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Adobe Experience Manager to Cloud: Technical Implications for Migration

 Adobe has moved to the cloud with its Enterprise CMS, Adobe Experience Manager. With content management systems in the cloud likely to become the standard in years to come, are you ready to make the switch? If so, why is now the time to do it?

Technical Implications for Migration

In the first blog post of this series, we looked at the advantages of moving to the cloud, why clients are considering this a “no brainer,”, and what to do if you are considering the move. In this blog post, we will explore the technical implications and common questions we hear from our clients as well as the strategic direction from Adobe.

Adobe Experience Manager was not initially architected for the cloud. How has Adobe made this possible?

Adobe has done its homework. Through a new architecture based on proven solutions such as Kubernetes, a solid platform has been developed that is "cloud native by heart" and offered at competitive rates. Adobe also provides a Cloud Manager tool that serves as a central point of contact and simplifies the complexity of the cloud architecture for users.

There are now three options for AEM deployments:

  • On-Premise – hosted by the license holder or a partner in their own cloud or data center.
  • Adobe Managed Service – hosted by Adobe with various management options, including Cloud Manager capabilities which help to improve deployment times and spikes in website traffic.
  • As a Cloud Service – Software as a Service, fully managed by Adobe, always up to date, and secure.

How is Adobe further developing the product?

All three variants are based on the same code base, but Adobe's focus is on AEM as a Cloud Service. This is "version-less" and is automatically updated, primarily for maintenance and security reasons, on a daily basis. New functions are released on a pre-defined schedule, with the changes available first for AEM as a Cloud Service and then published for the other variants via feature packs.

While the current feature set is not the same for all versions, Sites and Assets - the most used features – are already available in the Cloud Service. This means that AEM as a Cloud Service is ready to go for most customers.

What are the technical limitations that need to be considered?

There are many technical considerations when planning a move of this scale. Some are listed below, but this list is not exhaustive. Identifying and weighing the changes is part of the preparation phase.

  • There are content areas in the repository (/apps and /libs) that are unchangeable at runtime. If an attempt is made to write to these areas in the custom code, the process will fail.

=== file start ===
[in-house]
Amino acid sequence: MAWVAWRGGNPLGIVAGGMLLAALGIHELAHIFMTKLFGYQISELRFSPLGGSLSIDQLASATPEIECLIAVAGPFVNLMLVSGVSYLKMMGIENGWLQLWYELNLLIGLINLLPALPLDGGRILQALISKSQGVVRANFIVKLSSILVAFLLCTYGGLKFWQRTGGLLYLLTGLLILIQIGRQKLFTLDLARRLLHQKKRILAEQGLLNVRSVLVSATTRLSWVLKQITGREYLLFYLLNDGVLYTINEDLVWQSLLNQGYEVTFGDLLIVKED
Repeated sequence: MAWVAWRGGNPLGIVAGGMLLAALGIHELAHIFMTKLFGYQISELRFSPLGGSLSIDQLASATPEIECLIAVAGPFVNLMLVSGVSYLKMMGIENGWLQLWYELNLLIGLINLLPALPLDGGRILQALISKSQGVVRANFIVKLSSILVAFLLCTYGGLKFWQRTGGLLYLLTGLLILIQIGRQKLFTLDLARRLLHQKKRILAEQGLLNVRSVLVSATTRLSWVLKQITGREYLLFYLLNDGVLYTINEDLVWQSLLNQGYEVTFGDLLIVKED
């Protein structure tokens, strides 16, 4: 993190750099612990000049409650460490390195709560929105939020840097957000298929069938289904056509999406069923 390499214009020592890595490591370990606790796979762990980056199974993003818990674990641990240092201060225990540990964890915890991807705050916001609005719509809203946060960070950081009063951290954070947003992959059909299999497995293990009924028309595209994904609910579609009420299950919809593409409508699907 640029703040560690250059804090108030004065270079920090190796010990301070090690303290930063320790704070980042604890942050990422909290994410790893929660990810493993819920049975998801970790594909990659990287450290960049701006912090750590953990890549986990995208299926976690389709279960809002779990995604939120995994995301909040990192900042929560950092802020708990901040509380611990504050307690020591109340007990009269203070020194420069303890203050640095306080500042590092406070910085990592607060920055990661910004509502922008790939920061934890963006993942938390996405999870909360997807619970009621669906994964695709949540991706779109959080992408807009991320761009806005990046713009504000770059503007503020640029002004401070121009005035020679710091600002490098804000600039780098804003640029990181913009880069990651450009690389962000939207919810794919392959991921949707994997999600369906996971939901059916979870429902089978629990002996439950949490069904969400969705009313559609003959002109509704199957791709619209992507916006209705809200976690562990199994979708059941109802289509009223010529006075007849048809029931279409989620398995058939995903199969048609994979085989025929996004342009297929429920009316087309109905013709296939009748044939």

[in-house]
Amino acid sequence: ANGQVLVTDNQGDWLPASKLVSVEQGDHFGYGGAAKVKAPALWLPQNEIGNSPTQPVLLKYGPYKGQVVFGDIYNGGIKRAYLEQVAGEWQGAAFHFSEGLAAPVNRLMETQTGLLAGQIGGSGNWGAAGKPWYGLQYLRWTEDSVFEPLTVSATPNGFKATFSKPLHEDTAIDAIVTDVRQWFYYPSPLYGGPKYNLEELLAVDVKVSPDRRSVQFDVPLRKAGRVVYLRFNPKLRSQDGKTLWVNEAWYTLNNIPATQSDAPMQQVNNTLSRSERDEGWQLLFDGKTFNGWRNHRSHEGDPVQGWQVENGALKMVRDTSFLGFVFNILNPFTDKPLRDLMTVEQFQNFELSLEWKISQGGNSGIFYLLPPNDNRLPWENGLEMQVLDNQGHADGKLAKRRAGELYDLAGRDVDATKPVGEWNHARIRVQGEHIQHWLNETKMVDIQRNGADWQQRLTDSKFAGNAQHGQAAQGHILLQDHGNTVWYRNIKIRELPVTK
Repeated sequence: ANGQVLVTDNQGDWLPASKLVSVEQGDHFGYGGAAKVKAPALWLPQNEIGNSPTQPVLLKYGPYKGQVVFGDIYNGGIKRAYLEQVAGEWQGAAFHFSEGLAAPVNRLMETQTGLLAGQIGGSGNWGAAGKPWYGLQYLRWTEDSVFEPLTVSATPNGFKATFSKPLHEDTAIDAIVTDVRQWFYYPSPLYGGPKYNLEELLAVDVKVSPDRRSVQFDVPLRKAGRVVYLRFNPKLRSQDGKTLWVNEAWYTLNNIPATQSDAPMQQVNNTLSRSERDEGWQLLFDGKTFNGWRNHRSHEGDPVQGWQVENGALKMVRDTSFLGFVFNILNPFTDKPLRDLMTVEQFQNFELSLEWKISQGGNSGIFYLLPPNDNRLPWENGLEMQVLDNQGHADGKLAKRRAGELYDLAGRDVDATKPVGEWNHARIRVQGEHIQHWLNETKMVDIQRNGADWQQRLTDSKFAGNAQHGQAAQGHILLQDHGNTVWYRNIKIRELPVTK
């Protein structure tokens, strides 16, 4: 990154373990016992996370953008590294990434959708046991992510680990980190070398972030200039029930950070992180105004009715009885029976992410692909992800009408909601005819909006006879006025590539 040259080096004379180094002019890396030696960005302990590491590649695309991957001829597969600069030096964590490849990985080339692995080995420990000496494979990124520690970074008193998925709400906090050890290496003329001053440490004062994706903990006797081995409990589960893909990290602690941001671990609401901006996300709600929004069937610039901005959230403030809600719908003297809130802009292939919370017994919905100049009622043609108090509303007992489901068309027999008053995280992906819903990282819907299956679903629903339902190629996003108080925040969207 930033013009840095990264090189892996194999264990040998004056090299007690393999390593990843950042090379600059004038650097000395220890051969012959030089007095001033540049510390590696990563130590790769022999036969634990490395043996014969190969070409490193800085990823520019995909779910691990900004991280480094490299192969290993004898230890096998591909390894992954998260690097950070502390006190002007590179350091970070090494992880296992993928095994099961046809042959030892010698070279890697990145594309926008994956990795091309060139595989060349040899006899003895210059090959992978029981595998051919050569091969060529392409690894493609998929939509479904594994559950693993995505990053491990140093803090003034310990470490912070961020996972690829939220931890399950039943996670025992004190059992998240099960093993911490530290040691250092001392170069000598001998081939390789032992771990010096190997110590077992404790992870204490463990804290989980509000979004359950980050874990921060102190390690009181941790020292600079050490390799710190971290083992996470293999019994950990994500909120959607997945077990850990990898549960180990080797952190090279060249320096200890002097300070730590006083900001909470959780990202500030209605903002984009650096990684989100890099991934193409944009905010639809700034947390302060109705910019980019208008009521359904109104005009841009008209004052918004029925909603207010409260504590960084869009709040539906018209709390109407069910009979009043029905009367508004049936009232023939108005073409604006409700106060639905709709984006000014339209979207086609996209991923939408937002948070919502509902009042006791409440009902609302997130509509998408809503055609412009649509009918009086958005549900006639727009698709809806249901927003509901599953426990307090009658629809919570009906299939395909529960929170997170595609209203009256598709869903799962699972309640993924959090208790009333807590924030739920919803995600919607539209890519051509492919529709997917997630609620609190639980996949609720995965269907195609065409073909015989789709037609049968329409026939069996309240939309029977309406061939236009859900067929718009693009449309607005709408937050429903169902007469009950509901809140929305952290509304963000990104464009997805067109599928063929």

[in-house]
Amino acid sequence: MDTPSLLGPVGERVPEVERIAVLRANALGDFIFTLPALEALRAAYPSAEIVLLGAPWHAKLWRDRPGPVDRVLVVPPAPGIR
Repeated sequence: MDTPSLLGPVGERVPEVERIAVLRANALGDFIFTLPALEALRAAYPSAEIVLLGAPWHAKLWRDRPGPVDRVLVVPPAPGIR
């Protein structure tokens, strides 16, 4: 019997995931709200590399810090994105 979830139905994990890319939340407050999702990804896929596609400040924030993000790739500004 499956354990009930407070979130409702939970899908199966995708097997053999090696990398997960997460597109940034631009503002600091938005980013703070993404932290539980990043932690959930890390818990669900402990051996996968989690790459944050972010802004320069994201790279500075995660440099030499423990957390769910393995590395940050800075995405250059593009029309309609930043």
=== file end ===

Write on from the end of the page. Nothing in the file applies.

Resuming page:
• OSGi bundles and settings can no longer be customized via the Web Console. They must be committed via code.
  • Direct changes in the repository of the publish instances are no longer possible.
  • Classic UI is no longer available.

Ensuring compatibility with AEM as a Cloud Service can be quite a challenge to audit manually, so Adobe has created a Cloud Readiness Analyzer (CRA) that does the hard work for you. This report can take a few hours to scan all your code, however it is quite detailed in its output. CRA works on AEM instance versions 6.1 and above and will specify:

  • Areas of code that will need to be refactored
  • Functions currently in use that will be deprecated
  • Repository items that will need to move to another area
  • Best practice recommendations

How secure are cloud solutions?

This question is inevitable, especially in the context of cloud computing. Through proactive development, the latest industry and Adobe standards are always incorporated into the product and are available immediately. These standards greatly minimize the risk of security threats or downtime. AEM as a Cloud Service is also SOC 2 certified and ISO compliant with further certifications planned for this year.

In summary, an AEM cloud migration project may seem daunting, but with the right support, both from internal stakeholders and your AEM partner, it doesn’t have to be.

Moving your AEM instance to the Adobe cloud will reduce the dependency on your internal IT teams and improve the scalability of your services. Not only will you get the scale you need during periods of increased demand, but you can also be confident that your websites are always up to date with the latest security patches.

Want to learn more? Read our other AEM blog posts here.

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